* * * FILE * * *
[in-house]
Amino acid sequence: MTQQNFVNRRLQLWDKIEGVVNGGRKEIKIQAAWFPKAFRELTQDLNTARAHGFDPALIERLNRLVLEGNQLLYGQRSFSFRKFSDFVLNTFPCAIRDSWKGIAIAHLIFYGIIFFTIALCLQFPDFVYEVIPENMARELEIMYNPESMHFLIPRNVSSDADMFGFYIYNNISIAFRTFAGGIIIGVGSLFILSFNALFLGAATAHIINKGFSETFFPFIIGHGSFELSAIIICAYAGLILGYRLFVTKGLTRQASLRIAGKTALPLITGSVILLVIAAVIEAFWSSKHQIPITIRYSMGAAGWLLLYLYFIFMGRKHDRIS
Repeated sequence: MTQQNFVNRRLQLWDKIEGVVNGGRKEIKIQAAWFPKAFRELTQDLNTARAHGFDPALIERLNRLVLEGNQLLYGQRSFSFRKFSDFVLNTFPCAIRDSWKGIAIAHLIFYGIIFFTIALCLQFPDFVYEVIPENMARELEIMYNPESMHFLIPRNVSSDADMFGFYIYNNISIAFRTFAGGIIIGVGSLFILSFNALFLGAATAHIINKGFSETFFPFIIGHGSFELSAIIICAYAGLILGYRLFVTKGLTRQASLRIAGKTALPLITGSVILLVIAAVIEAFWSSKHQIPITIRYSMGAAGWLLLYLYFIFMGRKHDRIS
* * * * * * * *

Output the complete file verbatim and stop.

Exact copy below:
[in-house]
Amino acid sequence: MTQQNFVNRRLQLWDKIEGVVNGGRKEIKIQAAWFPKAFRELTQDLNTARAHGFDPALIERLNRLVLEGNQLLYGQRSFSFRKFSDFVLNTFPCAIRDSWKGIAIAHLIFYGIIFFTIALCLQFPDFVYEVIPENMARELEIMYNPESMHFLIPRNVSSDADMFGFYIYNNISIAFRTFAGGIIIGVGSLFILSFNALFLGAATAHIINKGFSETFFPFIIGHGSFELSAIIICAYAGLILGYRLFVTKGLTRQASLRIAGKTALPLITGSVILLVIAAVIEAFWSSKHQIPITIRYSMGAAGWLLLYLYFIFMGRKHDRIS
Repeated sequence: MTQQNFVNRRLQLWDKIEGVVNGGRKEIKIQAAWFPKAFRELTQDLNTARAHGFDPALIERLNRLVLEGNQLLYGQRSFSFRKFSDFVLNTFPCAIRDSWKGIAIAHLIFYGIIFFTIALCLQFPDFVYEVIPENMARELEIMYNPESMHFLIPRNVSSDADMFGFYIYNNISIAFRTFAGGIIIGVGSLFILSFNALFLGAATAHIINKGFSETFFPFIIGHGSFELSAIIICAYAGLILGYRLFVTKGLTRQASLRIAGKTALPLITGSVILLVIAAVIEAFWSSKHQIPITIRYSMGAAGWLLLYLYFIFMGRKHDRIS